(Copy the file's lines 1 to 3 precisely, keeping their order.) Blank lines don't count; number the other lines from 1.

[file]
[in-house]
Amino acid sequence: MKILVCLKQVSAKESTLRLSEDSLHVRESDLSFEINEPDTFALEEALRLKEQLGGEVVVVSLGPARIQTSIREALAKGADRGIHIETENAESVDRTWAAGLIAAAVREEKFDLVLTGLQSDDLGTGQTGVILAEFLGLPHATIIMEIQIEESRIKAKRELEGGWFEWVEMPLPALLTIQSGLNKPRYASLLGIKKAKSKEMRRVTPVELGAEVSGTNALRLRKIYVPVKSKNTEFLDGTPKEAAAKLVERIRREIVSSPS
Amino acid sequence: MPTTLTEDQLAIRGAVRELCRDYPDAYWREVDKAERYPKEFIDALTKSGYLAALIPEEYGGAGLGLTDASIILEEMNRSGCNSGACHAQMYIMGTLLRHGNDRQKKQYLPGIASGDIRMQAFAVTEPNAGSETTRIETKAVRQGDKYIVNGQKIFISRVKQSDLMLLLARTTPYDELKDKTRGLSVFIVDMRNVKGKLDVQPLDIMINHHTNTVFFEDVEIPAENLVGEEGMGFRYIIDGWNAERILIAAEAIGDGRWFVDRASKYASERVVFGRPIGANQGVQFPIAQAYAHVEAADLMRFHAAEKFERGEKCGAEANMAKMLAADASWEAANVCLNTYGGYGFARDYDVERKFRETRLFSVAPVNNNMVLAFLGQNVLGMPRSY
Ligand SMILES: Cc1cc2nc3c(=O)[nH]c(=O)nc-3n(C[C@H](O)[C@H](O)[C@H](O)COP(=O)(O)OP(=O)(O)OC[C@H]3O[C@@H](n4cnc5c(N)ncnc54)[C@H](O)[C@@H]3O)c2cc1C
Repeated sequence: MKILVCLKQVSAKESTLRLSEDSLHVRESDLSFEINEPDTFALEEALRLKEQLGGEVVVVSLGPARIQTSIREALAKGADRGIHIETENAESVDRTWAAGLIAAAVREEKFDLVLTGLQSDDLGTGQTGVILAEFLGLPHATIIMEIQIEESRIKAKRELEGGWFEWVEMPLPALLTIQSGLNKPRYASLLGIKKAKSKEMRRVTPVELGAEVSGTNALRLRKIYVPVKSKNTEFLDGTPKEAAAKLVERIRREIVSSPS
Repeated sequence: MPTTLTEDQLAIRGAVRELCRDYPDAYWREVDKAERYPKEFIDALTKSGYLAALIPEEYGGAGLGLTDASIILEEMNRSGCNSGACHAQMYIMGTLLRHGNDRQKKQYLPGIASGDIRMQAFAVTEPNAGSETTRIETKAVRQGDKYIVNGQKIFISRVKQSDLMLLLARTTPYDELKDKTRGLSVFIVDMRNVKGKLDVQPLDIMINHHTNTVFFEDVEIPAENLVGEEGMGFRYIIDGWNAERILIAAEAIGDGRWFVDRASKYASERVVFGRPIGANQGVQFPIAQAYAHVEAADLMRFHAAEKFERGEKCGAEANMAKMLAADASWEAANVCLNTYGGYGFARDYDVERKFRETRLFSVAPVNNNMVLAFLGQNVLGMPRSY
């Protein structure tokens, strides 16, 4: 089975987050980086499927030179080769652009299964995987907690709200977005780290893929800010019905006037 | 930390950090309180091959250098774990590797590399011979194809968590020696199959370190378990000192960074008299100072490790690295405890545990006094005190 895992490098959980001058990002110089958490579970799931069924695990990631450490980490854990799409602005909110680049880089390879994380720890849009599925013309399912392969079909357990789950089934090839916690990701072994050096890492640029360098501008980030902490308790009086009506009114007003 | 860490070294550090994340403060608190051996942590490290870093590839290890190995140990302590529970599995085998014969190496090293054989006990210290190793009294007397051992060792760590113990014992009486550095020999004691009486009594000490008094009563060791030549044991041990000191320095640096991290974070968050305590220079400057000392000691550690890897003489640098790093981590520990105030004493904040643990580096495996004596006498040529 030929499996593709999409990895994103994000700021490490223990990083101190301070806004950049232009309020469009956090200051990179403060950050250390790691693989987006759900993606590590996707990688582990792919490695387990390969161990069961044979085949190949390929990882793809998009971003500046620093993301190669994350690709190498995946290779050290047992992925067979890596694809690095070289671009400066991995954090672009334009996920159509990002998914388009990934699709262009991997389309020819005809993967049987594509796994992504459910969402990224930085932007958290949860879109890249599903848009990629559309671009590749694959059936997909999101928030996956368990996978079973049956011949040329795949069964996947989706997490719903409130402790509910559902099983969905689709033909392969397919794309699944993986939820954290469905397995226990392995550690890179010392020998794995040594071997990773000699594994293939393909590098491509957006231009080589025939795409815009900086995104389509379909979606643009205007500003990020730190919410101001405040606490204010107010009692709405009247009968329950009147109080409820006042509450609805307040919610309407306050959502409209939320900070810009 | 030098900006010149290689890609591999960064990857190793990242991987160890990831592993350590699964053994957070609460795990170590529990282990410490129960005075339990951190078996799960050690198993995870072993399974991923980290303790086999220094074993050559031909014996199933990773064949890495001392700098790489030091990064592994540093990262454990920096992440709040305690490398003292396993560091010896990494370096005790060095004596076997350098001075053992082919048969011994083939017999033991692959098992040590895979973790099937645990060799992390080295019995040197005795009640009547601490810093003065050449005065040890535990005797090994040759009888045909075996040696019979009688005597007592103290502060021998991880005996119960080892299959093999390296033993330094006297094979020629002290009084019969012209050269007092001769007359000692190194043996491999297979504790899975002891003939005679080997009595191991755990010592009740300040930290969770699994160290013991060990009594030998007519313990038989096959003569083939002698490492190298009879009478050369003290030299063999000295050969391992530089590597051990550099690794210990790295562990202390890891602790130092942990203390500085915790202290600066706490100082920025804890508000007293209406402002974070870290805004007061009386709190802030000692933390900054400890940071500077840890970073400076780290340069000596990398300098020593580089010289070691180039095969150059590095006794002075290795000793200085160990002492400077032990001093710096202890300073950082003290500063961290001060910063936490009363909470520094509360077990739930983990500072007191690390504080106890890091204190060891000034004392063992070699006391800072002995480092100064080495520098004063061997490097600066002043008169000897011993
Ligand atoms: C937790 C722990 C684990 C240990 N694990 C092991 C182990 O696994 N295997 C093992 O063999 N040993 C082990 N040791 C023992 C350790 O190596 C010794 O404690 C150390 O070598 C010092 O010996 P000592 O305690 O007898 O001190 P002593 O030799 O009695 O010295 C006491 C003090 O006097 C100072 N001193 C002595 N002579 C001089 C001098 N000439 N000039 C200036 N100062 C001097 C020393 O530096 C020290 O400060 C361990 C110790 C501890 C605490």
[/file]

[in-house]
Amino acid sequence: MKILVCLKQVSAKESTLRLSEDSLHVRESDLSFEINEPDTFALEEALRLKEQLGGEVVVVSLGPARIQTSIREALAKGADRGIHIETENAESVDRTWAAGLIAAAVREEKFDLVLTGLQSDDLGTGQTGVILAEFLGLPHATIIMEIQIEESRIKAKRELEGGWFEWVEMPLPALLTIQSGLNKPRYASLLGIKKAKSKEMRRVTPVELGAEVSGTNALRLRKIYVPVKSKNTEFLDGTPKEAAAKLVERIRREIVSSPS
Amino acid sequence: MPTTLTEDQLAIRGAVRELCRDYPDAYWREVDKAERYPKEFIDALTKSGYLAALIPEEYGGAGLGLTDASIILEEMNRSGCNSGACHAQMYIMGTLLRHGNDRQKKQYLPGIASGDIRMQAFAVTEPNAGSETTRIETKAVRQGDKYIVNGQKIFISRVKQSDLMLLLARTTPYDELKDKTRGLSVFIVDMRNVKGKLDVQPLDIMINHHTNTVFFEDVEIPAENLVGEEGMGFRYIIDGWNAERILIAAEAIGDGRWFVDRASKYASERVVFGRPIGANQGVQFPIAQAYAHVEAADLMRFHAAEKFERGEKCGAEANMAKMLAADASWEAANVCLNTYGGYGFARDYDVERKFRETRLFSVAPVNNNMVLAFLGQNVLGMPRSY